What is so dangerous?
Every year the trail to the hot spring is closed from May 15 through October 1.
The penalty up to $5,000 and 6 months in jail will be imposed on violators.
Nevertheless, you have to be grateful to be alive.
During the Great Depression starting from 1929, Hoover Dam created employment and contributed to the economic growth.
The depression that led to contructing the dam near Las Vegas also generated Block Economy.
It was an economic policy for overcoming the depression, by creating a self-sufficient economic bloc with the homeland and colonies, surrounded by protective custom duties.
Japan, one of the resources have-nots, justified their wartime military aggression to expand colonies and to survive in the egocentric world.
It is less well-known that many hot springs are gushing in downstream of Hoover Dam.
A round trip of five miles is full of dangerous rock-climbing.
However, you will realize the true danger if you know the major reason for the death of 112 workers during the dam’s construction.
Heat disorder consists mostly of the causes.
Due to the harsh desert climate, not a few hikers went into death, struggling against the rock-climbing.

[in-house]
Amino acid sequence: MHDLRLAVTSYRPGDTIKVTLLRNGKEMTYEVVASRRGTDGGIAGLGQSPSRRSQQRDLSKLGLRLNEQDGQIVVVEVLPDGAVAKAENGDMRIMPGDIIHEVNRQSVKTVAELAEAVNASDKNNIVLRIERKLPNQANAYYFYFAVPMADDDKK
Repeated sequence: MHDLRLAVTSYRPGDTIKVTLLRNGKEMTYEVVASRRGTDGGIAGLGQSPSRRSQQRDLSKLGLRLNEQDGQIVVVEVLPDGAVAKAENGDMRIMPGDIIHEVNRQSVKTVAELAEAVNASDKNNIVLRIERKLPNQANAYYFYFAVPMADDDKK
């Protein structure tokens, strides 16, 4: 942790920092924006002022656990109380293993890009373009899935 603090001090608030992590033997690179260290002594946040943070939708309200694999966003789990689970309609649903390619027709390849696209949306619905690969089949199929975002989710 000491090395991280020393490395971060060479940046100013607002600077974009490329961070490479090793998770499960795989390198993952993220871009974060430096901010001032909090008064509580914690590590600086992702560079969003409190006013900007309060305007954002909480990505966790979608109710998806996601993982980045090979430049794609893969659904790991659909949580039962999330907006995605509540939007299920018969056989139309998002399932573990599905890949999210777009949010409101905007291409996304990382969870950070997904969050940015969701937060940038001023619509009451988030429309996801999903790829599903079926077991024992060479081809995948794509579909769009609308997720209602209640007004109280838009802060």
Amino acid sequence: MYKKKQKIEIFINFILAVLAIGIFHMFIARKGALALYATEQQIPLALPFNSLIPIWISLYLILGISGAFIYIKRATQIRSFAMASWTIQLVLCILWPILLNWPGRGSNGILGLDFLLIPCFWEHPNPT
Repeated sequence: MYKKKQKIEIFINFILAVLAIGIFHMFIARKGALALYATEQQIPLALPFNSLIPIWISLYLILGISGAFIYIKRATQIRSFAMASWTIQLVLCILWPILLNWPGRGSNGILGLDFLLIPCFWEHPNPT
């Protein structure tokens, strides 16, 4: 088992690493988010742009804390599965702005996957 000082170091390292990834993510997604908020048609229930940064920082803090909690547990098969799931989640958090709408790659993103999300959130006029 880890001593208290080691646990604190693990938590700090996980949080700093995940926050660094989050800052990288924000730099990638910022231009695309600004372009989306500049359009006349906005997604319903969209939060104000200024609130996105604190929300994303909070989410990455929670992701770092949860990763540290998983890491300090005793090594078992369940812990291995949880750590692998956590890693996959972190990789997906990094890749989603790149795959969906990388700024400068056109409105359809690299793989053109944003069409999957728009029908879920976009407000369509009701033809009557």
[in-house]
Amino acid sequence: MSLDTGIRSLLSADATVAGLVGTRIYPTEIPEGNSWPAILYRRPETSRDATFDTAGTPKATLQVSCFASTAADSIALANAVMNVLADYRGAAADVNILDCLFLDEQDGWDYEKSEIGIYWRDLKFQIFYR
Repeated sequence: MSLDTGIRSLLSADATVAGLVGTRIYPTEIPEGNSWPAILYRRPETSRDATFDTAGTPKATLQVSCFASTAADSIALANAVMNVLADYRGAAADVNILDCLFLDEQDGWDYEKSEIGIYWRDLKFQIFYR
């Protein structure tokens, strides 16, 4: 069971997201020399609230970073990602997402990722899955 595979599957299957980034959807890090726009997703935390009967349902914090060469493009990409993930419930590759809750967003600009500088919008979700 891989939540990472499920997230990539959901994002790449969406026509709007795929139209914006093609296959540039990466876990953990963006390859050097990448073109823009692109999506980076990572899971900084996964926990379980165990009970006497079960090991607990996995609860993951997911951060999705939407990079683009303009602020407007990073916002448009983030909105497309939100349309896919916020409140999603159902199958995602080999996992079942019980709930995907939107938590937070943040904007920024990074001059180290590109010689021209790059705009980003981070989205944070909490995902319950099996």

That is why the trail is closed from spring through autumn.
Going half way, you will see the first hot spring of 109 degrees F gushing.
Hot spring river
Proceeding further, hot water seeps from everywhere in the rocks, which gradually creates a hot spring river.
Volunteers made some open-air baths using sandbags.
The comfortable temperature is the only characteristic.
The river finally joins to the River Colorado, in downstream of Hoover Dam.
Looking above, you would see the longest concrete arch bridge in the Unites States, which was constructed by a Japanese company, Obayashi in 2010.
It can be said that the Great Depression made the United States create an enormous dam, and Japan choose the way to the military aggression; then the loser of the war constructed a huge bridge right in front of the dam.
The dangerous river may be a witness of the curious history.
|Goldstrike Hot Springs, Boulder City, Nevada, USA|